Some services, such as cataract surgery, could be offered quarterly, Wraalstad said. A general surgeon had called her, offering to work at the hospital part-time, she said, but she could not take him up on his offer because the present facility does not have a required scrub room next to what could be an operating room.
Board member Tom Spence said the proposed floor plan, which makes use of the current building footprint while also including an addition, looked “chopped up” like the facility is already. He said he thinks they are dealing with “a dinosaur.” He suggested that an architect be employed to start them in the right direction.
Each week the WTIP news staff puts together a roundup of the news over the past five days. New Tofte Ranger, new wolf pups on Isle Royale, new public land restrictions around Wisconsin mine site, new lake named for invasive species, and much more…all in this week’s news.
Amy Demmer, director of the Grand Marais Art Colony is pleased to announce that the Art Colony will be presenting Tour d’Art: The Home Collection, an exclusive art and home tour fundraiser on Saturday, September 28.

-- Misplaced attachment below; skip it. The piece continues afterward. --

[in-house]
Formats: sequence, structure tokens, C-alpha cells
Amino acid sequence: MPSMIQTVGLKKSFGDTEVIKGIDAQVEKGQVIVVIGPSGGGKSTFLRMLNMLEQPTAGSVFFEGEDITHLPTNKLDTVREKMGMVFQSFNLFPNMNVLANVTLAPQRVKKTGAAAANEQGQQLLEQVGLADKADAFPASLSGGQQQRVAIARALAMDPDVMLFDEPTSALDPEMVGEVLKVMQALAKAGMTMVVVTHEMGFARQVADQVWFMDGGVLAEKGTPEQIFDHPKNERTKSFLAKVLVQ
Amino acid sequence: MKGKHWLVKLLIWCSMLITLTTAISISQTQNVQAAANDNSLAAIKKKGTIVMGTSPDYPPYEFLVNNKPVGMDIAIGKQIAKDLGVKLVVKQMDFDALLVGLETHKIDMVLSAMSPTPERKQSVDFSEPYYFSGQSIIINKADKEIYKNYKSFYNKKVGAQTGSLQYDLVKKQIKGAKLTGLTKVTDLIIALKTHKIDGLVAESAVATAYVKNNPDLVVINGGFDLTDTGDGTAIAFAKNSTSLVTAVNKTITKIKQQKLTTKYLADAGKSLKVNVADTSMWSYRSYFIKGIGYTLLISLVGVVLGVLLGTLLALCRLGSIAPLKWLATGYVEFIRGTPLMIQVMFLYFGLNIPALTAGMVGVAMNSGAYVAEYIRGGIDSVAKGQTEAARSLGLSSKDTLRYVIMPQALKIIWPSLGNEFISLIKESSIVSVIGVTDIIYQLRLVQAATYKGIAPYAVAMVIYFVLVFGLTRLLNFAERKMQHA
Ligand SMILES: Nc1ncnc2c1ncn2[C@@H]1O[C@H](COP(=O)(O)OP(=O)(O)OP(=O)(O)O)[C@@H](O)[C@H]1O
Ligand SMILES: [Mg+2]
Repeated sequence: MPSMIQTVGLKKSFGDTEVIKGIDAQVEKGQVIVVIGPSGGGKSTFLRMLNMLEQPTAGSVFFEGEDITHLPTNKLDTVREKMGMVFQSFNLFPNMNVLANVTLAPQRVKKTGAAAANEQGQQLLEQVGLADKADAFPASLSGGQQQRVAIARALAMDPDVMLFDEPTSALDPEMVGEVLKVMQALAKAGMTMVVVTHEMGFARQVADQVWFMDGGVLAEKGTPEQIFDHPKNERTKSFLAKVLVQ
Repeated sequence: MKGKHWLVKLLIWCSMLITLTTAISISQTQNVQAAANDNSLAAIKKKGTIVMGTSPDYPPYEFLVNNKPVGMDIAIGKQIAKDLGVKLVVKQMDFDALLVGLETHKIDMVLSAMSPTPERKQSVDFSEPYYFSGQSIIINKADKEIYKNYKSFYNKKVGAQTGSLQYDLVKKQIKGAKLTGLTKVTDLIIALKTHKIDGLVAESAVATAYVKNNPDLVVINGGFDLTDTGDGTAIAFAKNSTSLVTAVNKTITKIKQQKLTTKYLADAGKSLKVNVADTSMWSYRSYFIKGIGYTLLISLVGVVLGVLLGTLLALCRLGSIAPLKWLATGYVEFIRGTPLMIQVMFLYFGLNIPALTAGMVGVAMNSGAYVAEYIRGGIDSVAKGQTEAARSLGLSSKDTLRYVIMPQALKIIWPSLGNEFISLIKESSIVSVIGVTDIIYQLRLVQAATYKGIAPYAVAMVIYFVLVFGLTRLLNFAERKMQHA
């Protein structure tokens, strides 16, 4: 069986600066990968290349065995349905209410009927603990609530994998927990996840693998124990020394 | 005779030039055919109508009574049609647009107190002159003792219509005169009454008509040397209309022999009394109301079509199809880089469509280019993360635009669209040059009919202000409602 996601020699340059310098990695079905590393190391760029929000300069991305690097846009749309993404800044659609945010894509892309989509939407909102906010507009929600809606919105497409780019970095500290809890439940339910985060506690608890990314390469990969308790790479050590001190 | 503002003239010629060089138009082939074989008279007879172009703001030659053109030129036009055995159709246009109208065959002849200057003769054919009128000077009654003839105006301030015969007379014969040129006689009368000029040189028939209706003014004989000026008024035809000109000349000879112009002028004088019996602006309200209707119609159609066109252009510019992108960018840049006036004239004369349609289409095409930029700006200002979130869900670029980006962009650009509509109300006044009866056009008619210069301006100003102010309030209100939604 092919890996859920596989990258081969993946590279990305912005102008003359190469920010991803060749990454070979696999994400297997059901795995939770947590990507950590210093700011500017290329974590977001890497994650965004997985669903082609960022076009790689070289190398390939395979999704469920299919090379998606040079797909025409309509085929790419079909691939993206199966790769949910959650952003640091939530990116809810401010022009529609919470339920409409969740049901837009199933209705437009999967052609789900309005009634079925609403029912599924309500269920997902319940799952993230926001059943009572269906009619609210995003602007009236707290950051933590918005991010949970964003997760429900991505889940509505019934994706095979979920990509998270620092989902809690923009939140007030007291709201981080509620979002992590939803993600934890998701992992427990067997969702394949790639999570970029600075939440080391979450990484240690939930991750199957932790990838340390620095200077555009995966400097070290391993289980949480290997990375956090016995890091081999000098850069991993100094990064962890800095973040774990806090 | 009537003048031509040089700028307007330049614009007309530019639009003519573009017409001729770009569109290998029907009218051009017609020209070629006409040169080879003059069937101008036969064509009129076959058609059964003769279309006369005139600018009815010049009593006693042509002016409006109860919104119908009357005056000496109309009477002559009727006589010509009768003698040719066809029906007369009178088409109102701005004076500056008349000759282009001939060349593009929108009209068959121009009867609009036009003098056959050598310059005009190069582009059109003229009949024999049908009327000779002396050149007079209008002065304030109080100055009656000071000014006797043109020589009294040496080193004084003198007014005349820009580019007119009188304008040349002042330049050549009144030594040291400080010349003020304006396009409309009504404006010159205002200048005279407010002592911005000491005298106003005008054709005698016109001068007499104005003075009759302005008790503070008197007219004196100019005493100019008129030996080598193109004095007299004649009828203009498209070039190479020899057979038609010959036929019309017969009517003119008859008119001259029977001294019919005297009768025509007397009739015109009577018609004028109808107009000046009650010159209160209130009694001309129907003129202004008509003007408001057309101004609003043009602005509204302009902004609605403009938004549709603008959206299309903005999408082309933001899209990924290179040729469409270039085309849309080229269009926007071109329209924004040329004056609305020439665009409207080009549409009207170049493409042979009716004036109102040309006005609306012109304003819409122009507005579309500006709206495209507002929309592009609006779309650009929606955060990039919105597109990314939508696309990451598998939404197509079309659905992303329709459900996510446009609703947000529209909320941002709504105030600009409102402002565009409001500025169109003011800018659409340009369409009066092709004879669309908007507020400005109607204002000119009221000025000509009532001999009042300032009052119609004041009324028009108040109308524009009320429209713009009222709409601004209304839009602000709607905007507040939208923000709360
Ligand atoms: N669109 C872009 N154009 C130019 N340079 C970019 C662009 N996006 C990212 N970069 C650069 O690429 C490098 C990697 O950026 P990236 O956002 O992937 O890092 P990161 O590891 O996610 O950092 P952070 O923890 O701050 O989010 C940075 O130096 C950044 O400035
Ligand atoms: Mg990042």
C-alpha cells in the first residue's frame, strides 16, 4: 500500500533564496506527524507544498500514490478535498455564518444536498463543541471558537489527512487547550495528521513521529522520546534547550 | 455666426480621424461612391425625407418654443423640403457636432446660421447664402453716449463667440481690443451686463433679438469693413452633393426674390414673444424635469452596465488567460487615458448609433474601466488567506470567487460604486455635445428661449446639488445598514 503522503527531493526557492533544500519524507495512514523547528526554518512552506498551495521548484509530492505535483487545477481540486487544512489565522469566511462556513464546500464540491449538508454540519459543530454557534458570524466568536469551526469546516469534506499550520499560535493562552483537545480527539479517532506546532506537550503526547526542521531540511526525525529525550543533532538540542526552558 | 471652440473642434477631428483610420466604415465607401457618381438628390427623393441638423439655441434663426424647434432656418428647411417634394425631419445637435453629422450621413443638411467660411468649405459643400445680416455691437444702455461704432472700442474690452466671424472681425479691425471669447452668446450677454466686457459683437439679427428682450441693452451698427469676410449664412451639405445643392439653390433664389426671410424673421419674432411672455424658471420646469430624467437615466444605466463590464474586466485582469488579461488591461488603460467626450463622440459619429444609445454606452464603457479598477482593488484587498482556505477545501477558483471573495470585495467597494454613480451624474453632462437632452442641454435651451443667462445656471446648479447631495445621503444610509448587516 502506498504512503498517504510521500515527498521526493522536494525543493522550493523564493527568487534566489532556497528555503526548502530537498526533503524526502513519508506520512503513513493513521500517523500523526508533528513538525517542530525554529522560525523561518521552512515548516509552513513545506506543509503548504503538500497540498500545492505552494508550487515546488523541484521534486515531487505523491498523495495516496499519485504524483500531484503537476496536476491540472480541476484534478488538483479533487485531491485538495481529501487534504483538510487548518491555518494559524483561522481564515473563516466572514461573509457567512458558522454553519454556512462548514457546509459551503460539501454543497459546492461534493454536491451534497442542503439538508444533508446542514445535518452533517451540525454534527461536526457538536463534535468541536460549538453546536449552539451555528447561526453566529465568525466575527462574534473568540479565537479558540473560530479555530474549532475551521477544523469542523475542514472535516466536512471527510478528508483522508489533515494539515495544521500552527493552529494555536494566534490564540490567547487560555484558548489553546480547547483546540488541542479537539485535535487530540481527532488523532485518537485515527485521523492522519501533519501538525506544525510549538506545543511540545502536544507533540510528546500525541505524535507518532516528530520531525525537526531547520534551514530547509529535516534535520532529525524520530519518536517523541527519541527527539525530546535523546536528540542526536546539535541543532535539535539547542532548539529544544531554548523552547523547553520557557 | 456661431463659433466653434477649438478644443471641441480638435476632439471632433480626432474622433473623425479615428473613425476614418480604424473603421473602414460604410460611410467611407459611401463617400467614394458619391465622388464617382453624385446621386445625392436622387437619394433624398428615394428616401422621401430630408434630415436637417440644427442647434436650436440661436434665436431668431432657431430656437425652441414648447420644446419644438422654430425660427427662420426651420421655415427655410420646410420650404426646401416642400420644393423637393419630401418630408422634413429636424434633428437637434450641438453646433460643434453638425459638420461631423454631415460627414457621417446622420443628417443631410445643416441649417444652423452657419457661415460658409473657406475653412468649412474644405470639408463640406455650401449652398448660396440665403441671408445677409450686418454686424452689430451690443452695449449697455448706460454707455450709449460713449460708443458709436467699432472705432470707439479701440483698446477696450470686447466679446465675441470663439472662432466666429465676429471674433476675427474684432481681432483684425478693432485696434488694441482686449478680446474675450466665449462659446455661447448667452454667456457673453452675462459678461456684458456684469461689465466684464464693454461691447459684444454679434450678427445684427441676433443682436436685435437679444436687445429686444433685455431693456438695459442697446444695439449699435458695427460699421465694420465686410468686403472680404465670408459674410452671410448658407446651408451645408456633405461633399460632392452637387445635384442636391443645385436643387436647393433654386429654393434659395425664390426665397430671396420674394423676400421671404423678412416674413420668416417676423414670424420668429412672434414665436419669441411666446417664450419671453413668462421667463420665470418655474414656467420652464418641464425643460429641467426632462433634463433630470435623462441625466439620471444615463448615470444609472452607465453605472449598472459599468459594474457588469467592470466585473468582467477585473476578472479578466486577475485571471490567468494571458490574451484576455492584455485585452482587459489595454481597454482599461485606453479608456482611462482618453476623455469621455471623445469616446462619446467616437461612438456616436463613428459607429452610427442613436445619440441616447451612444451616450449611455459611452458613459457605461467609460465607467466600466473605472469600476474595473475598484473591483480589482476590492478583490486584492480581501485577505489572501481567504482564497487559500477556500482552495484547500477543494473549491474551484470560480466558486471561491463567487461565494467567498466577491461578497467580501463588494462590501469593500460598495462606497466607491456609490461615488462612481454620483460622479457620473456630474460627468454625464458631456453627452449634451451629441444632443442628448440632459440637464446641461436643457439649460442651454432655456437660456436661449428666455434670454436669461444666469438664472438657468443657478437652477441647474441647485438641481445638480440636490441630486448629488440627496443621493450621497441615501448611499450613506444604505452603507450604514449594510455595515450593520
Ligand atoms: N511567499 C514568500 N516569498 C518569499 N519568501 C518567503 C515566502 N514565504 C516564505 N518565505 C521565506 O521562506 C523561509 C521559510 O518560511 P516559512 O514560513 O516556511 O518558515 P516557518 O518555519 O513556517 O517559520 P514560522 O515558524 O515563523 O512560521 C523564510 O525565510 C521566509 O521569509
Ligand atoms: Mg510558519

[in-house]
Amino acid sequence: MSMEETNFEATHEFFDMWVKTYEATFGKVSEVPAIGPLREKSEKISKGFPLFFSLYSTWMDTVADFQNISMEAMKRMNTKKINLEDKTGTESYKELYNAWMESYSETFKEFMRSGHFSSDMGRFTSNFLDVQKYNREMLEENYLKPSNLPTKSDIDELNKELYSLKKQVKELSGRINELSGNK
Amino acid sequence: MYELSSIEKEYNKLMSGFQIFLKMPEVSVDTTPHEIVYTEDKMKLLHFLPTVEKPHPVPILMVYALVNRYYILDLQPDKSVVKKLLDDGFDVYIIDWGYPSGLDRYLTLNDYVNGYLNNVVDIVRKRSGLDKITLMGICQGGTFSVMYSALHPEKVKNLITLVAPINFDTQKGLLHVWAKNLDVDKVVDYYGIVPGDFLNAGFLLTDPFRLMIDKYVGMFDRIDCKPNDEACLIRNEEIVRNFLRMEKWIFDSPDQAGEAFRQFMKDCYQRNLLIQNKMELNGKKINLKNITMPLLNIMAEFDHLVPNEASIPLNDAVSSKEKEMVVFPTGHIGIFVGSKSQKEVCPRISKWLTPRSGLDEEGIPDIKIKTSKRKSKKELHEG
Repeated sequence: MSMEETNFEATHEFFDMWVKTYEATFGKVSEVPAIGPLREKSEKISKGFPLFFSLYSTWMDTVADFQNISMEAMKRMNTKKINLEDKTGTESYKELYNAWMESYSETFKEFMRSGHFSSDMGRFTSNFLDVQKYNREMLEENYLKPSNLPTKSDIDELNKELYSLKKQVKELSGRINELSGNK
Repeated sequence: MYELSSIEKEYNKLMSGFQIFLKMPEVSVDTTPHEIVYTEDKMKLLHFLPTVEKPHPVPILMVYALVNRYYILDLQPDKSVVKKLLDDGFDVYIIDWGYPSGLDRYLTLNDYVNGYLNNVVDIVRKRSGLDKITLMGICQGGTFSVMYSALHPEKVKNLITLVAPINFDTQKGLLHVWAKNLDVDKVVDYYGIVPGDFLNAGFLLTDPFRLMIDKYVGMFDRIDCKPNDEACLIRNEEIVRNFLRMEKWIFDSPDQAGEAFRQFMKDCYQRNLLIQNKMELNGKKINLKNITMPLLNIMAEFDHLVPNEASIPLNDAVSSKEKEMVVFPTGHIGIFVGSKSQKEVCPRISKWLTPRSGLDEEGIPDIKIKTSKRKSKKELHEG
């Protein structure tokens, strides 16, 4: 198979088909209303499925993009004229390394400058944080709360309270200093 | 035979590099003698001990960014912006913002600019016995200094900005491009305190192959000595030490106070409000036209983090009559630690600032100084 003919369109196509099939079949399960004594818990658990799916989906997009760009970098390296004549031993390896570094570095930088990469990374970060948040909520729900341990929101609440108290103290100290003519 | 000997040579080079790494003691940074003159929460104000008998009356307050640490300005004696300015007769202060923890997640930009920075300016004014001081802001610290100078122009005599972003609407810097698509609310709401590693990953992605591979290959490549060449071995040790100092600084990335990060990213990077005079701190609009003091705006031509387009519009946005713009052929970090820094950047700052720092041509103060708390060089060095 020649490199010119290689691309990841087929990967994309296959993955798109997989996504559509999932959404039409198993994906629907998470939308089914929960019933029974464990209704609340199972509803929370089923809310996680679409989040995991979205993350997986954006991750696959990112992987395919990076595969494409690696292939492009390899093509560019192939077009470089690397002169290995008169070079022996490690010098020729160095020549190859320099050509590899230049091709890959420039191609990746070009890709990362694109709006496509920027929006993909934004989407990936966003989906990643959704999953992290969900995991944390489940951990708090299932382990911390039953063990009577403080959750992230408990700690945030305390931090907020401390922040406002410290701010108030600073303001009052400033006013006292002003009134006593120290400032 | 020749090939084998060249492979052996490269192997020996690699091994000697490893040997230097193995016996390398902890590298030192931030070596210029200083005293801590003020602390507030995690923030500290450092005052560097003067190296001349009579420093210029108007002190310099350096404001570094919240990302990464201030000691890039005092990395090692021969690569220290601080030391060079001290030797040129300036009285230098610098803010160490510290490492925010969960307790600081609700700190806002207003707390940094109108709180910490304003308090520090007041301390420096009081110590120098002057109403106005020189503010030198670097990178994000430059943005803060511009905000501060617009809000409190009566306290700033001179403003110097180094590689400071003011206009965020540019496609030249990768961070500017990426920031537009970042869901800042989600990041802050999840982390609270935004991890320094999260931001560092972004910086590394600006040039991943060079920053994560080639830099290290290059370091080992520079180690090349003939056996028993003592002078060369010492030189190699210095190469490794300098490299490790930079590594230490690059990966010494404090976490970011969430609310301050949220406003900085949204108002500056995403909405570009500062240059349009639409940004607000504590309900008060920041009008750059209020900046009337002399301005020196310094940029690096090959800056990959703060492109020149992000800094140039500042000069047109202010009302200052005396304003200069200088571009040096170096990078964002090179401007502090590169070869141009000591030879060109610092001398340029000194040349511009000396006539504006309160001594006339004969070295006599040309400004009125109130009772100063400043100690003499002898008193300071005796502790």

This is a rare opportunity to view some of the North Shore’s most impressive art collections and architecture and includes a look at a home designed by the late Bruce Abrahamson, an award winning architect, as well as the home of the late Paul Granlund, the sculptor’s whose work The Swimmers adorns the Johnson Heritage Post lawn.
A third home, owned by Joan Drury, features artistically designed elements by regional artists woven into every facet of the house. The fourth home has a collection so vast and so eclectic that the homeowners rotate what is displayed. This retired art history and architecture professor has a phenomenal collection of rare prints, some dating back to the 15th century.
The tour culminates at the Art Colony with a reception, a lecture with the director of the Tweed Art Museum of the University of Minnesota-Duluth and special exhibit curated by acclaimed artist Hazel Belvo.
Limited tickets are available at $125 per person, reserve your spot in advance by contacting the Art Colony at 218-387-2737 or email@example.com
The Minnesota Pollution Control Agency (MPCA) is seeking public comment from now through Sept. 11 on its draft ballast water general permit. This state permit would continue the MPCA's regulatory role in helping protect Minnesota waters of Lake Superior from potential environmental and economic harm caused by aquatic invasive species carried in the ballast water of ships.